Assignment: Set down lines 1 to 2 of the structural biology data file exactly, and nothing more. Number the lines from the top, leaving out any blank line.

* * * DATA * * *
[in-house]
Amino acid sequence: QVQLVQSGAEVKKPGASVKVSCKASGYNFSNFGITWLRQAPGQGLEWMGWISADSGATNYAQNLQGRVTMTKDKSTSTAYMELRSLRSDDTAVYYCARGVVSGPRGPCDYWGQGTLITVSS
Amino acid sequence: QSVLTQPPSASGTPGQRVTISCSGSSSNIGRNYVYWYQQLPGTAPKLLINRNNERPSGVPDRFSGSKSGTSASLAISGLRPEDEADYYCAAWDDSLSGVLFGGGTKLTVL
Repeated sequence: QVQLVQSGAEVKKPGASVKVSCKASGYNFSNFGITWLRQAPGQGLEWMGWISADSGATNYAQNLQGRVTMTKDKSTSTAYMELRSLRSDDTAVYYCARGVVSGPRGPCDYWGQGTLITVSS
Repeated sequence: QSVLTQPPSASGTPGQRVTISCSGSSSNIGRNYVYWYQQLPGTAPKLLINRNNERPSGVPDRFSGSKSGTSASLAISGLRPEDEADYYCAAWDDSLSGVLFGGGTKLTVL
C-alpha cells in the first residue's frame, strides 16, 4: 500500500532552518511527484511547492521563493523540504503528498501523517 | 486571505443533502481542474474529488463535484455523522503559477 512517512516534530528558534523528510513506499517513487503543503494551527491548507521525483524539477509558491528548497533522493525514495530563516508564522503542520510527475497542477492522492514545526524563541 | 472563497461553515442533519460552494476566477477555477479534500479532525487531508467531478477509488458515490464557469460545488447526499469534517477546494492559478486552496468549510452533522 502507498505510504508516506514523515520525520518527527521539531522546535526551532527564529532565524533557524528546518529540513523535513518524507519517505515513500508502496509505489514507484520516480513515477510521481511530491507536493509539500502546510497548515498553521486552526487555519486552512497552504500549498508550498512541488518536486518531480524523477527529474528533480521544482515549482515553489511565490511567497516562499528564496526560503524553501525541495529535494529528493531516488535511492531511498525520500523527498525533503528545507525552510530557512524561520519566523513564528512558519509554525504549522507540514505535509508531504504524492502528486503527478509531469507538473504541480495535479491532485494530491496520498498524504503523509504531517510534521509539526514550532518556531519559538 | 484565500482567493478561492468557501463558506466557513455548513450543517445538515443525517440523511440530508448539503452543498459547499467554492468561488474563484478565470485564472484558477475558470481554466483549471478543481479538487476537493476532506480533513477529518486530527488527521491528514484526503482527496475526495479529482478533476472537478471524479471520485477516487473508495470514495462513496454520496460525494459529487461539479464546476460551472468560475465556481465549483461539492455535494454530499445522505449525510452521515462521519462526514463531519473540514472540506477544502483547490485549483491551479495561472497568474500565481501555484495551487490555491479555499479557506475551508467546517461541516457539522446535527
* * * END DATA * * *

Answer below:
[in-house]
Amino acid sequence: QVQLVQSGAEVKKPGASVKVSCKASGYNFSNFGITWLRQAPGQGLEWMGWISADSGATNYAQNLQGRVTMTKDKSTSTAYMELRSLRSDDTAVYYCARGVVSGPRGPCDYWGQGTLITVSS